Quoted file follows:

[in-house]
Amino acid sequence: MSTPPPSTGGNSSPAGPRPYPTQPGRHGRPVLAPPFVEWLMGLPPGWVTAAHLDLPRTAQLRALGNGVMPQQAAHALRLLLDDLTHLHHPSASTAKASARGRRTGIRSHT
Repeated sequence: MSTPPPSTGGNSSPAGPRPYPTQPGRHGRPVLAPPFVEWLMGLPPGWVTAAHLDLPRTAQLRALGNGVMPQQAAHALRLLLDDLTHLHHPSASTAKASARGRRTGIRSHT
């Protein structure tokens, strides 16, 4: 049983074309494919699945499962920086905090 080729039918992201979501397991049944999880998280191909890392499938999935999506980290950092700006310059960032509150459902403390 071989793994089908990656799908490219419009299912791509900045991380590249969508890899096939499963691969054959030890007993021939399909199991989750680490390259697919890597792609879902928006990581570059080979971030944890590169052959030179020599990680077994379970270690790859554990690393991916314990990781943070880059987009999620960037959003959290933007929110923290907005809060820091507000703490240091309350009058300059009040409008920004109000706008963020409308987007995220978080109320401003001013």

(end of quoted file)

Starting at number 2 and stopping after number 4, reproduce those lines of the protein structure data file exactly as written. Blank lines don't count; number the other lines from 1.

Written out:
Amino acid sequence: MSTPPPSTGGNSSPAGPRPYPTQPGRHGRPVLAPPFVEWLMGLPPGWVTAAHLDLPRTAQLRALGNGVMPQQAAHALRLLLDDLTHLHHPSASTAKASARGRRTGIRSHT
Repeated sequence: MSTPPPSTGGNSSPAGPRPYPTQPGRHGRPVLAPPFVEWLMGLPPGWVTAAHLDLPRTAQLRALGNGVMPQQAAHALRLLLDDLTHLHHPSASTAKASARGRRTGIRSHT
């Protein structure tokens, strides 16, 4: 049983074309494919699945499962920086905090 080729039918992201979501397991049944999880998280191909890392499938999935999506980290950092700006310059960032509150459902403390 071989793994089908990656799908490219419009299912791509900045991380590249969508890899096939499963691969054959030890007993021939399909199991989750680490390259697919890597792609879902928006990581570059080979971030944890590169052959030179020599990680077994379970270690790859554990690393991916314990990781943070880059987009999620960037959003959290933007929110923290907005809060820091507000703490240091309350009058300059009040409008920004109000706008963020409308987007995220978080109320401003001013």